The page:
Its ill-fated Hill Station ice cream brand might be consigned to the dustbin of history, but mid-market brand Thayers and its posher stablemate Loseley have huge potential, says Burchell.
"Currently, it's fair to say that branded sales here are pretty modest - a significant part of the business is still own-label - but I am a branded person. That's my main motivation for joining this company and that's the main reason why they asked me to join them."
Thayers, which has listings in Sainsbury's, Tesco, Asda and the independent retail sector is an "everyday, feel-good brand", while Loseley - listed in Asda, the Co-operative and the independent trade - is "premium, but not super-premium", adds Burchell, who was poached from organic yogurt maker Rachel's to work his magic on Loseley last November.
"We also have Granelli as more of a price-fighter brand, which is really strong in the North West."
While these brands already have a modest presence in the UK's biggest supermarket chains, Burchell's mission is to increase this - massively - he says.
"I'm in negotiations with all of the main retailers about our brands. In three years' time I'd like Loseley to be seen as a branded company."
While slogging it out with the likes of R&R, Fredericks and Frank's Ice Cream to produce own-label ice cream for Iceland, Morrisons et al might not therefore be his long-term goal, own-label products still account for the bulk of volumes going through the Cwmbran factory right now, and must not only earn their place in his customers' freezer cabinets, but pay for themselves, he stresses.
"We're pretty broad-based, producing value lines, soft scoop, Cornish, Neopolitan, oval tubs and super premium tubs for retailers. But I don't believe in just producing for producing's sake. I absolutely believe that each line we make must be profitable."
But the suidical discounting in evidence in recent months as retailers try to keep a lid on inflation and manufacturers resort to ever more margin-crushing madness to retain market share can be dispiriting for people that have spent their careers building brands, admits Burchell.
"Some of the premium brands in ice cream are indulging in some very very aggressive promotional activity and the fear I have is that it will drive the ice cream market into the same position as the cheese market. That's very damaging and I do question whether it is prudent."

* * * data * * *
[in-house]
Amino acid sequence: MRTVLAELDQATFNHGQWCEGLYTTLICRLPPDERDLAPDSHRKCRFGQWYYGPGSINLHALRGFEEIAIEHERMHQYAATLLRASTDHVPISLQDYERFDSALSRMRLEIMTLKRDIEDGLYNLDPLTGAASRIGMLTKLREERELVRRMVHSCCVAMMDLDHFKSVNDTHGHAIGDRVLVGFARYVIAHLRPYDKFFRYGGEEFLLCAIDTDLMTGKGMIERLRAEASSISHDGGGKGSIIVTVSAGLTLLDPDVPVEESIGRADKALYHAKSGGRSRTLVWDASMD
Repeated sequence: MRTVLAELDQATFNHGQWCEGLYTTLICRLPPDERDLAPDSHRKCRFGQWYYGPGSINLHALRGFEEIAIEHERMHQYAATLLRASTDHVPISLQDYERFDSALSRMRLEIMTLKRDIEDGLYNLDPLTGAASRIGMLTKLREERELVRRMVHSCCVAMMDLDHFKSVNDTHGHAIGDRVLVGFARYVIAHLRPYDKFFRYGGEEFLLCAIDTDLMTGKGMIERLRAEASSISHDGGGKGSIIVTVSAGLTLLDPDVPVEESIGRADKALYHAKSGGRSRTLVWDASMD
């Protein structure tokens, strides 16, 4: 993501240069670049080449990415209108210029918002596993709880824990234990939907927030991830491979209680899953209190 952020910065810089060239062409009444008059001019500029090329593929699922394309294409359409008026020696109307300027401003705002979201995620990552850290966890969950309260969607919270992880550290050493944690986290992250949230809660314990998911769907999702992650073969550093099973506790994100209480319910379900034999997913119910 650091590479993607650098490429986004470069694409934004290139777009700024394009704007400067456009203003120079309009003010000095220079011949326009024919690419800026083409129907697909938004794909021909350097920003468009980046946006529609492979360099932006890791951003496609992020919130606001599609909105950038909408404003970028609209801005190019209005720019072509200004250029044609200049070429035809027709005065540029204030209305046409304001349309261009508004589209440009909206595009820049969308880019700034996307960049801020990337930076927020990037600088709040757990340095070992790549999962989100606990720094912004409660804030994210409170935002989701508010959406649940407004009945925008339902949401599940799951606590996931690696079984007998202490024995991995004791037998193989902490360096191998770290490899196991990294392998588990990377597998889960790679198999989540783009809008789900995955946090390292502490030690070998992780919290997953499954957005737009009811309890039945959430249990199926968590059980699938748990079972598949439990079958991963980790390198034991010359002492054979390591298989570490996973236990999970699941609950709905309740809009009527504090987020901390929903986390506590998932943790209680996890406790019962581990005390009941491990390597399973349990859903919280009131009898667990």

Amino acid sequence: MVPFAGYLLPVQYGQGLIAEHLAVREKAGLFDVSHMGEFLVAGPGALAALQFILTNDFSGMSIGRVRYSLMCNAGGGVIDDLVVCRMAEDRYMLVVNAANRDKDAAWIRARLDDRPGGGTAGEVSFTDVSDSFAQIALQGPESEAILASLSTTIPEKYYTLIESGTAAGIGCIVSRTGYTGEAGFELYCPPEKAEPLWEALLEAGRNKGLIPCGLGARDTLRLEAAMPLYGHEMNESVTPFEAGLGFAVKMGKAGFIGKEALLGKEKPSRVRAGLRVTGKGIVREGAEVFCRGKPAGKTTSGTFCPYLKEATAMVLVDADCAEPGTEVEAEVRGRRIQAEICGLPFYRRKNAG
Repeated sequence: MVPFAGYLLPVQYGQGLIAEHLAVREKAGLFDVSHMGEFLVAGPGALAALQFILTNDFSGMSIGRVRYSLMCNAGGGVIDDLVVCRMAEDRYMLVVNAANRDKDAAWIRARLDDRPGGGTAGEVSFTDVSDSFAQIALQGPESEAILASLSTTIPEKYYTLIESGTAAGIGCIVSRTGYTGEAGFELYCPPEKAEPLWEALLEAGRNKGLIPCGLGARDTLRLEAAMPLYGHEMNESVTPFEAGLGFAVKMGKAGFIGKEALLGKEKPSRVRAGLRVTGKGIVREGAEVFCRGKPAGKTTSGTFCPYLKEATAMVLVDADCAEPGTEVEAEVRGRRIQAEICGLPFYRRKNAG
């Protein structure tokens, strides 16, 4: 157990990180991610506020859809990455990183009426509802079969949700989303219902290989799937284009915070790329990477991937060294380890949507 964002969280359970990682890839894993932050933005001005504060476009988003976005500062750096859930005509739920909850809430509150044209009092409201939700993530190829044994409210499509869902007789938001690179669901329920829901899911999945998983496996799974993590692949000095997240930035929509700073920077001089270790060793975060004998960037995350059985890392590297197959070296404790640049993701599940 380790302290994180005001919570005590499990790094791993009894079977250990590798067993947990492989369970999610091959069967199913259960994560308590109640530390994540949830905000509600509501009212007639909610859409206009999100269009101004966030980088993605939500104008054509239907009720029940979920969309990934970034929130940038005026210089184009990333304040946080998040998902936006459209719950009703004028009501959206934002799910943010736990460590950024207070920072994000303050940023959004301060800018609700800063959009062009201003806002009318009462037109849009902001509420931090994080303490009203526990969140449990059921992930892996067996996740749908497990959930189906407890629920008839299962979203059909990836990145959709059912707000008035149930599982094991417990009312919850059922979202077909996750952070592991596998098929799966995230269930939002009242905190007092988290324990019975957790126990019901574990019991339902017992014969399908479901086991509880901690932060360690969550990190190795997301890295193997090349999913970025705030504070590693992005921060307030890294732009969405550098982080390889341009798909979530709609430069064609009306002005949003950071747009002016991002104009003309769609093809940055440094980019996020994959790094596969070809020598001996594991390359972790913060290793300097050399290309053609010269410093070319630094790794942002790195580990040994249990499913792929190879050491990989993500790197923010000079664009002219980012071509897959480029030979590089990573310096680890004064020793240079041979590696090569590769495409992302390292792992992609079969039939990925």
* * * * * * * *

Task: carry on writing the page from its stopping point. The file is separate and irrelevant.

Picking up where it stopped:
On the plus side however, the UK ice cream market is still in growth, and while premium or discretionary items (we don’t need luxury ice cream) are arguably more vulnerable than staple goods in a recession, the UK’s cash-strapped punters are still prepared to cough up for a tub of premium ice cream after a bad week at work, says Burchell.
"Ice cream is a feel good product. People want to treat themselves."
Loseley's private equity backer Acuity Capital has also been willing to put its money where its mouth is, investing £5m in the business since acquiring it from administrators in late 2008, enabling the firm to improve its operational efficiency and capabilities and invest in an image overhaul for the Loseley brand plus tweaks to recipes to make it "richer and creamier", says Burchell.
Cash has also been spent on new product development, with the recent launch of a new range of booze-infused ice cream tubs under the Loseley brand including cognac, whisky and Irish cream flavours, says Burchell.
Set up by investment bankers Charles and Gina Hall in the 1990s, Loseley (formerly known as Hill Station) became the UK’s third-largest ice cream business in 2006 after striking a £5.6m reverse takeover deal to acquire Loseley Dairy Ice Cream (based in Cwmbran) and Granelli McDermott (which had factories in Tattenhall and Cheadle).
All production was then gradually consolidated into Loseley's Cwmbran factory.
However, the AIM-listed company was hamstrung by cash-flow problems and eventually called in the administrators in October 2008. It was then acquired by Acuity Capital.
The Cwmbran factory has the capability to produce a wide range of tubs, yogurts, sorbets and impulse products such as choc ices and lollies.